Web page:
The Predictive Power Of Game Theory

In this clip from The Daily Show, Bruce Bueno de Mesquita discusses predicting world affairs using models based on game theory to an extraordinarily high degree of accuracy (twice that of the CIA by their own estimation). It’s really exciting stuff:

The Daily Show With Jon StewartMon – Thurs 11p / 10c
Bruce Bueno de Mesquita
www.thedailyshow.com
Daily Show Full EpisodesPolitical HumorTea Party

His book is called on The Predictioneer’s Game: Using the Logic of Brazen Self-Interest to See and Shape the Future and sounds must-read to me.

Your Thoughts?

About Daniel Fincke

Dr. Daniel Fincke  has his PhD in philosophy from Fordham University and spent 11 years teaching in college classrooms. He wrote his dissertation on Ethics and the philosophy of Friedrich Nietzsche. On Camels With Hammers, the careful philosophy blog he writes for a popular audience, Dan argues for atheism and develops a humanistic ethical theory he calls “Empowerment Ethics”. Dan also teaches affordable, non-matriculated, video-conferencing philosophy classes on ethics, Nietzsche, historical philosophy, and philosophy for atheists that anyone around the world can sign up for. (You can learn more about Dan’s online classes here.) Dan is an APPA  (American Philosophical Practitioners Association) certified philosophical counselor who offers philosophical advice services to help people work through the philosophical aspects of their practical problems or to work out their views on philosophical issues. (You can read examples of Dan’s advice here.) Through his blogging, his online teaching, and his philosophical advice services each, Dan specializes in helping people who have recently left a religious tradition work out their constructive answers to questions of ethics, metaphysics, the meaning of life, etc. as part of their process of radical worldview change.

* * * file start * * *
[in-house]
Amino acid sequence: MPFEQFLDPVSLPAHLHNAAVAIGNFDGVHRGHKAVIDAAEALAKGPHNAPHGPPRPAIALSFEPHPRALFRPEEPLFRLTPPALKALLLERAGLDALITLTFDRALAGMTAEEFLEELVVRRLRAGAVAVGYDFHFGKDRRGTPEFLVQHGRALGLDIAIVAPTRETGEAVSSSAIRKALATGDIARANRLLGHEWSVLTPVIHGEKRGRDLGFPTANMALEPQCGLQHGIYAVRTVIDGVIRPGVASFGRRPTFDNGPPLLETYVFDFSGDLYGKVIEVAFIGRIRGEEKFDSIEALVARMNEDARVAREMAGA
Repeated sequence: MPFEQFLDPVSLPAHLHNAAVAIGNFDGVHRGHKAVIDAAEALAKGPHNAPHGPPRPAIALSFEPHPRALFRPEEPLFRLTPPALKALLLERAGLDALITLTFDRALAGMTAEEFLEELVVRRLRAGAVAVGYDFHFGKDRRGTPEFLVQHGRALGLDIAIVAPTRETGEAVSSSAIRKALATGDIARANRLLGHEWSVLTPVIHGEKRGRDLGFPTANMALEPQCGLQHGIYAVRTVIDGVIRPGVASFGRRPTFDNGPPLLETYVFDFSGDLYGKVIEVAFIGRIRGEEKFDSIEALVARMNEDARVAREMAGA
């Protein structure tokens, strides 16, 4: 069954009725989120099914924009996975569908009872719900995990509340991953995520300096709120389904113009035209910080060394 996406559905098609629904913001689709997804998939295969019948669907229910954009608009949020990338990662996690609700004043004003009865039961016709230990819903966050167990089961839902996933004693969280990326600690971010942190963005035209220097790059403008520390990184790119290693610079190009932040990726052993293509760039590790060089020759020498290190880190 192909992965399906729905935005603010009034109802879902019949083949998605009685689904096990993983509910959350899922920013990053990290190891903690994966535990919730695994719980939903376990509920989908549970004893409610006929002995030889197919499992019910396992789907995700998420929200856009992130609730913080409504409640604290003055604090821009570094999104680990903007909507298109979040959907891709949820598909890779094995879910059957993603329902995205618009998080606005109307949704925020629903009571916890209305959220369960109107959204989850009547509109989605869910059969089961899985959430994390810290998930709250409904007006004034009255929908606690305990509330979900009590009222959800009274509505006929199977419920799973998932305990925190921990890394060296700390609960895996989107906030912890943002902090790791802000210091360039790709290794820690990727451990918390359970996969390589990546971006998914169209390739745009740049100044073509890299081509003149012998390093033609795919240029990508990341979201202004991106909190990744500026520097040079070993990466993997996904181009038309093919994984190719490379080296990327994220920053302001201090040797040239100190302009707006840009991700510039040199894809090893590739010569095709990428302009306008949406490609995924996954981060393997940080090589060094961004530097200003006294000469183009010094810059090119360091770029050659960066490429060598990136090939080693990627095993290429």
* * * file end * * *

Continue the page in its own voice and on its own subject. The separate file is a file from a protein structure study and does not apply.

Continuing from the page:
• Aaron Greenberg

    I only half paid attention. Most people don’t use logic, so you can’t count on logic, even the logic of self-interest or greed. I’m not saying you can’t see where things are likely to go–you should try that exercise, but counting on the result is like betting on playoff games based on what Mike Francesca or Chris Russo think. Even if their argument comes across as sound, it doesn’t take into account the wild randomness and illogic of reality.


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